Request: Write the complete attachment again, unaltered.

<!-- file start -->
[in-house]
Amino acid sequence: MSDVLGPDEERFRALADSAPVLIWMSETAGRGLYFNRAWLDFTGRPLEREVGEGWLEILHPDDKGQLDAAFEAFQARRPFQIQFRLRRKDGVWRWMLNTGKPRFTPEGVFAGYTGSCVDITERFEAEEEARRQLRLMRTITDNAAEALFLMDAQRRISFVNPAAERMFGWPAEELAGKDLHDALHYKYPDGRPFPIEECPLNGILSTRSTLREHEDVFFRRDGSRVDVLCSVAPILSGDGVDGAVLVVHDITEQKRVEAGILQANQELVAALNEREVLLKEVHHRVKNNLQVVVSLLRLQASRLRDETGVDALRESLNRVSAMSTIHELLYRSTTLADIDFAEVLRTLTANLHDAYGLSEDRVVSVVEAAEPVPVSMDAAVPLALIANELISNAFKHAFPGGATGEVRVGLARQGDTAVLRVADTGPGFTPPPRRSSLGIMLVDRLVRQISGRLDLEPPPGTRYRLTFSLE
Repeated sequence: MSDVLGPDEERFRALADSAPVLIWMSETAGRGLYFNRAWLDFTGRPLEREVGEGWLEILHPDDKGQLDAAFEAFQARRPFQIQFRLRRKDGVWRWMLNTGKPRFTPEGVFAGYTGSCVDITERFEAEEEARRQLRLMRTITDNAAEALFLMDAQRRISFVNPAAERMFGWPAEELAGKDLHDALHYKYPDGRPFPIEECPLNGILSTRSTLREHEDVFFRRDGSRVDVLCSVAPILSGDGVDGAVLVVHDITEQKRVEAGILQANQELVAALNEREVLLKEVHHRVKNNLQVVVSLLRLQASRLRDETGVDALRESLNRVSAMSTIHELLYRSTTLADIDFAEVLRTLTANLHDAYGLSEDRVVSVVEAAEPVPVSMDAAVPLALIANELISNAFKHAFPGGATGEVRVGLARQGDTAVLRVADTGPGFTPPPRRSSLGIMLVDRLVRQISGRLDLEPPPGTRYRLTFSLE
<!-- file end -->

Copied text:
[in-house]
Amino acid sequence: MSDVLGPDEERFRALADSAPVLIWMSETAGRGLYFNRAWLDFTGRPLEREVGEGWLEILHPDDKGQLDAAFEAFQARRPFQIQFRLRRKDGVWRWMLNTGKPRFTPEGVFAGYTGSCVDITERFEAEEEARRQLRLMRTITDNAAEALFLMDAQRRISFVNPAAERMFGWPAEELAGKDLHDALHYKYPDGRPFPIEECPLNGILSTRSTLREHEDVFFRRDGSRVDVLCSVAPILSGDGVDGAVLVVHDITEQKRVEAGILQANQELVAALNEREVLLKEVHHRVKNNLQVVVSLLRLQASRLRDETGVDALRESLNRVSAMSTIHELLYRSTTLADIDFAEVLRTLTANLHDAYGLSEDRVVSVVEAAEPVPVSMDAAVPLALIANELISNAFKHAFPGGATGEVRVGLARQGDTAVLRVADTGPGFTPPPRRSSLGIMLVDRLVRQISGRLDLEPPPGTRYRLTFSLE
Repeated sequence: MSDVLGPDEERFRALADSAPVLIWMSETAGRGLYFNRAWLDFTGRPLEREVGEGWLEILHPDDKGQLDAAFEAFQARRPFQIQFRLRRKDGVWRWMLNTGKPRFTPEGVFAGYTGSCVDITERFEAEEEARRQLRLMRTITDNAAEALFLMDAQRRISFVNPAAERMFGWPAEELAGKDLHDALHYKYPDGRPFPIEECPLNGILSTRSTLREHEDVFFRRDGSRVDVLCSVAPILSGDGVDGAVLVVHDITEQKRVEAGILQANQELVAALNEREVLLKEVHHRVKNNLQVVVSLLRLQASRLRDETGVDALRESLNRVSAMSTIHELLYRSTTLADIDFAEVLRTLTANLHDAYGLSEDRVVSVVEAAEPVPVSMDAAVPLALIANELISNAFKHAFPGGATGEVRVGLARQGDTAVLRVADTGPGFTPPPRRSSLGIMLVDRLVRQISGRLDLEPPPGTRYRLTFSLE